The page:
Superdry says profits could be zero after tough seasonal trading

Superdry

Cheltenham-based global clothing retailer Superdry has issued a trading update covering the 10 week period from 27 October 2019 to 4 January 2020, revealing that a turnaround strategy still in its early stages, and warns that its profits could be zero.

Despite a strong Black Friday event, Superdry reported that peak trading performance has been lower than expected as it continues its strategic transition to a full price stance.

The fashion retailer’s woes match gloomy figures released earlier this week by the British Retail Consortium, which branded 2019 the “worst year on record for retail.” As a quote total UK retail sales for 2019 decreased by 0.1%, compared with 1.2% growth in 2018. But there are bright spots on the horizon for some other retailers which have their headquarters in the region.

Superdry says it has been encouraged by initial customer reaction to the limited amounts of the new management team’s Autumn/Winter 2019 stock. However, this has not been sufficient to offset weaker trading on older product, and shortages of some better-selling product, driven by the need to reduce stock, adversely impacted sales during peak trading, it added.

It is these factors that have led to lower than anticipated retail sales of £23 million since Black Friday, predominantly online, it revealed.

Superdry is pinning its hopes on the roll out across its whole range of new designs and products, with full impact expected by the launch of Autumn/Winter 2020.

The company’s wholesale performance has also been impacted by timing issues during the quarter, showing a further £5 million sales shortfall since Black Friday, but it expects this to partially reverse during the balance of the financial year.  

It says that the benefit of strong gross margins and cost initiatives will not fully offset the profit impact of the aggregate shortfall in sales. A company statement said: “Taking into account our revised sales expectations for the balance of the financial year, and the challenging trading environment in which we are operating, we now expect Underlying PBT(1) to be in the range of £nil – 10m.”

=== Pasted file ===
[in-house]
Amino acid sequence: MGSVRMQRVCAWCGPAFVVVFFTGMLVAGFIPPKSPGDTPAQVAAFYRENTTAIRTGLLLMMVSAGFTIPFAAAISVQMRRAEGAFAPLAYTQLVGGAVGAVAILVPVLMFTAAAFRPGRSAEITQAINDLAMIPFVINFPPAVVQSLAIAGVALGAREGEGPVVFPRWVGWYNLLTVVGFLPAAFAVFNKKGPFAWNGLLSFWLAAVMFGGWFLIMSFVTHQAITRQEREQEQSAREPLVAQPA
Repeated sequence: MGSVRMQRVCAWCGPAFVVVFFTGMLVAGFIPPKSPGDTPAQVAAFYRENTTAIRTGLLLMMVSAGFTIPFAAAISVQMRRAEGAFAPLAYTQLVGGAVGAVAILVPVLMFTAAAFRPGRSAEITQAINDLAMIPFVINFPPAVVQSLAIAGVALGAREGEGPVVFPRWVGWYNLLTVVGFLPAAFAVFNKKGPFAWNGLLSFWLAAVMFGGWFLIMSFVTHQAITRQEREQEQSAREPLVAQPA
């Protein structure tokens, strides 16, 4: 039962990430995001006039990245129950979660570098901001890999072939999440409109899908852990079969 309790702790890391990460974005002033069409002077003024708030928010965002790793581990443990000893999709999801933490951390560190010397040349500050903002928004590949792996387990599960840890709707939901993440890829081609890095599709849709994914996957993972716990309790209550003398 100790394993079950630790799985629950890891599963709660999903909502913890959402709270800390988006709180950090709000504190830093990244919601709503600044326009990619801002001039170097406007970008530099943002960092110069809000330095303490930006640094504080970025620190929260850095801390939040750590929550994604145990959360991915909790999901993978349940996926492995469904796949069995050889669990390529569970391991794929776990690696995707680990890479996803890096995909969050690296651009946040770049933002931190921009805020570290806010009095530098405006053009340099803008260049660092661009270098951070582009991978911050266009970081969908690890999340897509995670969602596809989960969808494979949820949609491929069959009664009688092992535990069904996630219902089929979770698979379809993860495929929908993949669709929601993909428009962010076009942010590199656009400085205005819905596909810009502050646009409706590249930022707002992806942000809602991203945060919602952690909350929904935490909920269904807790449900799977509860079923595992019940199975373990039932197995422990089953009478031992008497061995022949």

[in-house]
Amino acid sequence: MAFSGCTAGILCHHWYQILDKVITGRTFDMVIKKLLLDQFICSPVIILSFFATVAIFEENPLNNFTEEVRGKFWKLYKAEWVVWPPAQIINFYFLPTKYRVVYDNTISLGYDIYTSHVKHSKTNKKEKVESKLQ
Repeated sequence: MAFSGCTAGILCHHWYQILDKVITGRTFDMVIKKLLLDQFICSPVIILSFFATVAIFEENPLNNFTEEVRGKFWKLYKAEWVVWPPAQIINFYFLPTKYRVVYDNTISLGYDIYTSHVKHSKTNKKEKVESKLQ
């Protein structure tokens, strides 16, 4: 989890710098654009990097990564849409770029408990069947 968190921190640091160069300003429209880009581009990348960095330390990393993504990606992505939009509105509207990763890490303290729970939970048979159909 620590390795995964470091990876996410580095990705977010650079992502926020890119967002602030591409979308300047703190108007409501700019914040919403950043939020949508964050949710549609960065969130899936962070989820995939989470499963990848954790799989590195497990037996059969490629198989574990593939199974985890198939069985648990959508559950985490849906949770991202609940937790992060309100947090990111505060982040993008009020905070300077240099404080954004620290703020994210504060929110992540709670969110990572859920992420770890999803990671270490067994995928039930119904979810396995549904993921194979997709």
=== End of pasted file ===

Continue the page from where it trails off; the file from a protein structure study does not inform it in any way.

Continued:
Julian Dunkerton, Chief Executive Officer, said: “Everyone at Superdry continues to work intensively to deliver the turnaround of the business. While we have always said it will take time, we continue to make progress in implementing our strategy. A key element of this is to focus on and return to full price sales and reduce promotional activity, and we halved the proportion of discounted sales over our peak trading period, benefitting both our margins and the Superdry brand.

:However this adversely affected our sales during the peak trading period given the level of promotional activity in the market. Despite this, our disciplined plan to reinvigorate the brand and return Superdry to sustainable long-term growth is on track.”

Looking at UK retail sales as a whole, Helen Dickinson OBE, Chief Executive at the British Retail Consortium, said: “2019 was the worst year on record and the first year to show an overall decline in retail sales. This was also reflected in the CVAs, shop closures and job losses that the industry suffered in 2019. Twice the UK faced the prospect of a no deal Brexit, as well as political instability that concluded in a December General Election – further weakening demand for the festive period. The industry continues to transform in response to the changing technologies and shopping habits. Black Friday overtook Christmas as the biggest shopping week of the year for non-food items. Retailers also faced challenges as consumers became both more cautious and more conscientious as they went about their Christmas shopping.

“Looking forward, the public’s confidence in Britain’s trade negotiations will have a big impact on spending over the coming year. There are many ongoing challenges for retailers: to drive up productivity, continue to raise wages, improve recyclability of products and cut waste. However, this takes resources, so it is essential the new Government makes good on its promise to review, and then reform the broken business rates system which sees retail pay 25% of all business rates, while accounting for 5% of the economy.”